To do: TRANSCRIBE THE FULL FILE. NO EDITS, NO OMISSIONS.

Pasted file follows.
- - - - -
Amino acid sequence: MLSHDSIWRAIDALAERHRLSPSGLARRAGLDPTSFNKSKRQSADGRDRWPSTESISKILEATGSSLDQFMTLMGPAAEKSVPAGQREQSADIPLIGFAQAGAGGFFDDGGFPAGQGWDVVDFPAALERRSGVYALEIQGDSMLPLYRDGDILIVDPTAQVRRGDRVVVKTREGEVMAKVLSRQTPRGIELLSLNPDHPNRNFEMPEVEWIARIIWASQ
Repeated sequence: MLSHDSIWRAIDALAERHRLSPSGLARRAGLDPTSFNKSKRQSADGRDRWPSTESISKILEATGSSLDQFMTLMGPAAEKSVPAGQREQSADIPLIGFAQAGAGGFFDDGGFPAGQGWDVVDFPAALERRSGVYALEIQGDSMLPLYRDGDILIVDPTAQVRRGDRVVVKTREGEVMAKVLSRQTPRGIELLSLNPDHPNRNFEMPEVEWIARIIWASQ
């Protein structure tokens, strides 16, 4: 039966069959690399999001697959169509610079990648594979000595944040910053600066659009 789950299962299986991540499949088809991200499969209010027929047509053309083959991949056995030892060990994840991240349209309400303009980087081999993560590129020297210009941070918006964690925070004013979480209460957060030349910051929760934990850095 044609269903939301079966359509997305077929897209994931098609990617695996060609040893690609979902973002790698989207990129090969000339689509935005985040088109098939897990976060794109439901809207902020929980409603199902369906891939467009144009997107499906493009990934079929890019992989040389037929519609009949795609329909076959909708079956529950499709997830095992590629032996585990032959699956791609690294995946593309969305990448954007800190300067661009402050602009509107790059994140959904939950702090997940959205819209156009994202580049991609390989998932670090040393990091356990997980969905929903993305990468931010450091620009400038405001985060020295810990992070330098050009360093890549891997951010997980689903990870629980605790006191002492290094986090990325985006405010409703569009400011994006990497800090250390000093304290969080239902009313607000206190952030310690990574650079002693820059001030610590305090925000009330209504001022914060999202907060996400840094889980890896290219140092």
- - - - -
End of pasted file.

Amino acid sequence: MLSHDSIWRAIDALAERHRLSPSGLARRAGLDPTSFNKSKRQSADGRDRWPSTESISKILEATGSSLDQFMTLMGPAAEKSVPAGQREQSADIPLIGFAQAGAGGFFDDGGFPAGQGWDVVDFPAALERRSGVYALEIQGDSMLPLYRDGDILIVDPTAQVRRGDRVVVKTREGEVMAKVLSRQTPRGIELLSLNPDHPNRNFEMPEVEWIARIIWASQ
Repeated sequence: MLSHDSIWRAIDALAERHRLSPSGLARRAGLDPTSFNKSKRQSADGRDRWPSTESISKILEATGSSLDQFMTLMGPAAEKSVPAGQREQSADIPLIGFAQAGAGGFFDDGGFPAGQGWDVVDFPAALERRSGVYALEIQGDSMLPLYRDGDILIVDPTAQVRRGDRVVVKTREGEVMAKVLSRQTPRGIELLSLNPDHPNRNFEMPEVEWIARIIWASQ
């Protein structure tokens, strides 16, 4: 039966069959690399999001697959169509610079990648594979000595944040910053600066659009 789950299962299986991540499949088809991200499969209010027929047509053309083959991949056995030892060990994840991240349209309400303009980087081999993560590129020297210009941070918006964690925070004013979480209460957060030349910051929760934990850095 044609269903939301079966359509997305077929897209994931098609990617695996060609040893690609979902973002790698989207990129090969000339689509935005985040088109098939897990976060794109439901809207902020929980409603199902369906891939467009144009997107499906493009990934079929890019992989040389037929519609009949795609329909076959909708079956529950499709997830095992590629032996585990032959699956791609690294995946593309969305990448954007800190300067661009402050602009509107790059994140959904939950702090997940959205819209156009994202580049991609390989998932670090040393990091356990997980969905929903993305990468931010450091620009400038405001985060020295810990992070330098050009360093890549891997951010997980689903990870629980605790006191002492290094986090990325985006405010409703569009400011994006990497800090250390000093304290969080239902009313607000206190952030310690990574650079002693820059001030610590305090925000009330209504001022914060999202907060996400840094889980890896290219140092």